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Welcome Saoirse.  Sorry you find yourself here.  All of us who have/had a cheater in our lives have been exactly where you are in that state ; broken-hearted and feeling complete bewilderment and abandonment.  The atrocity you have experienced is completely inexplicable and incomprehensible.

The heart dominates, and the mind is dealt a shocking blow, wounded, and unable to function perfectly.

In this state it can be helpful to have a playbook.  I'll try to give you some of that, but also read the archives here, there are many repeated patterns and your recognition of those over time will help you find your footing.

Before we get into that though, let's pick apart the actions of your cheater, under a well lighted microscope.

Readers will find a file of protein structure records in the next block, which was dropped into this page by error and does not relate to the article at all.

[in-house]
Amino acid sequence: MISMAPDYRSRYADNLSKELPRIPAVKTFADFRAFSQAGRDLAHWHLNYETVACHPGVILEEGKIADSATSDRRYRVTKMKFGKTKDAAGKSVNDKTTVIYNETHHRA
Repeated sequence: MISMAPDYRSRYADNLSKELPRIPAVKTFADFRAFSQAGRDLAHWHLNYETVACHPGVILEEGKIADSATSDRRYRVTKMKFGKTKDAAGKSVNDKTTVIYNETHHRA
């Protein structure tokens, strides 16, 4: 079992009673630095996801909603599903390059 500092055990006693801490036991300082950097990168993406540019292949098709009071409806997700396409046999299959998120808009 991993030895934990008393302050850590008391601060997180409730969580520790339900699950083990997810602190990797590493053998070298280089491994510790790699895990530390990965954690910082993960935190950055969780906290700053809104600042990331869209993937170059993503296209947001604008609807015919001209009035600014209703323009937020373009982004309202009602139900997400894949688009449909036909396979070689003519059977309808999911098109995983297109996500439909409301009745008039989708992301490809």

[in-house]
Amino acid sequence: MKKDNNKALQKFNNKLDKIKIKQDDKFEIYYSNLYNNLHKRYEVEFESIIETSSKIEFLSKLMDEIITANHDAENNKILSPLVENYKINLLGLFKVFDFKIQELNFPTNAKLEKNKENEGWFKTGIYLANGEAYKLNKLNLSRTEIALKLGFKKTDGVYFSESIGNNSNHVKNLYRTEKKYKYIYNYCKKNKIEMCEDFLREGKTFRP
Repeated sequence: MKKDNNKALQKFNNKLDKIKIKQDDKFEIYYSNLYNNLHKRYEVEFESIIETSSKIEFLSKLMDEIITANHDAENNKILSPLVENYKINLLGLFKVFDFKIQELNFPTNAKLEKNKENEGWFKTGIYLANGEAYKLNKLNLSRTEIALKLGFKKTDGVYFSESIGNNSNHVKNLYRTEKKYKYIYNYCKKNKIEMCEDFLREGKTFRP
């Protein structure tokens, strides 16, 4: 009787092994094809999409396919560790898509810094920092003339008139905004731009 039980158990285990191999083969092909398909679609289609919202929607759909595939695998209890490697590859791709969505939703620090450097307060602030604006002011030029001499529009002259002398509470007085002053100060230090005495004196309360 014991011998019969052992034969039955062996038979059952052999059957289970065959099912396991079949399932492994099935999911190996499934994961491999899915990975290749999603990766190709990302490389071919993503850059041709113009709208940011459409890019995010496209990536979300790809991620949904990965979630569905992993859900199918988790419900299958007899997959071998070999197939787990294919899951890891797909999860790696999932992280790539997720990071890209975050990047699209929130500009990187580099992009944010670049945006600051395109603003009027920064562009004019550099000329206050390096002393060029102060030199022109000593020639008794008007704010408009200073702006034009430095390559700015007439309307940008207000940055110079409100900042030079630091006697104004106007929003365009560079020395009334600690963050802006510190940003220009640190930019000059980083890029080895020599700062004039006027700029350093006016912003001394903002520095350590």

So, you lost a loved one (a death? severing a toxic relationship?  what was it?), which is a cue in a plain vanilla marriage to LEAN IN and provide LOVE and SUPPORT.  But in this backdrop your cheater developed a hidden resentment of the additional emotional labor you required.  Presumably you were taking time for yourself to grieve and your spouse wasn't feeling appropriately "centered" as the top 1% human -- AKA "God's gift to YOU" -- that he was.  So he then told himself he "wasn't happy" (they ALL then follow this with "for a long time" to emphasize their martyrdom, because somehow its harder to be them than us, because EVERYTHING is about them) and instead of talking with you about that, he kept it secret from you.  He then justified to himself that because he was "unhappy" it would therefore be ok for him to commit a CRIME--the crime of adultery (which is NOT merely a marital atrocity, it is an blatant self destructive attack on EVERYONE around the guilty party [do you have kids?  They have been DEEPLY harmed, they just may not know it yet. Is his accomplice married?  Do THEY have kids? The spouse, the kids...ALL deeply wounded by this.  The blast radius can be ENORMOUS]).  I call it a crime and am pretty adamant about that because it is the deepest form of fraud.  Under all circumstances it is a form of murder.  It's a murder of the marriage and the family.  It's a murder of the spouse (you) a sense the old spouse "dies" in this experience and becomes a different person.  It's a murder of themselves (him).  They are never the same to you.  The person you knew and loved is "gone".  It's a theft because "SOME THING" here has been stolen:  a) secrecy and deception were used to b) obtain a benefit of some kind that was c) illegitimate -- otherwise it would have been done out in the open, no secrecy or deception required.  From your side, he stole your time, your commitment, and your persistent presence in his life.  If you have kids, were you home taking care of them while his was at the hotel with his accomplice?  While he was plotting and scheming with her, he was holding you in place, testing his options and building an exit strategy that he would notify you of in a "surprise attack".  If he had any courage he would have notified you of it and allowed you the same "luxury", but you might have beat him to the punch, and that would wound him further.  He had to be the one leaving you, not the other way around.  Is this a description of someone who is "marriage material"?  Does this describe someone with a track record of behavior that seems like a "good bet" to be a partner and a protector?  I can answer that for you.  The answer to both questions is "NO".  It's ABUSE.  There's nothing loving or courageous about it.  These behaviors show on not a single "what to look for in a spouse" list.  In fact, they appear on every "how to disqualify a spousal candidate" list.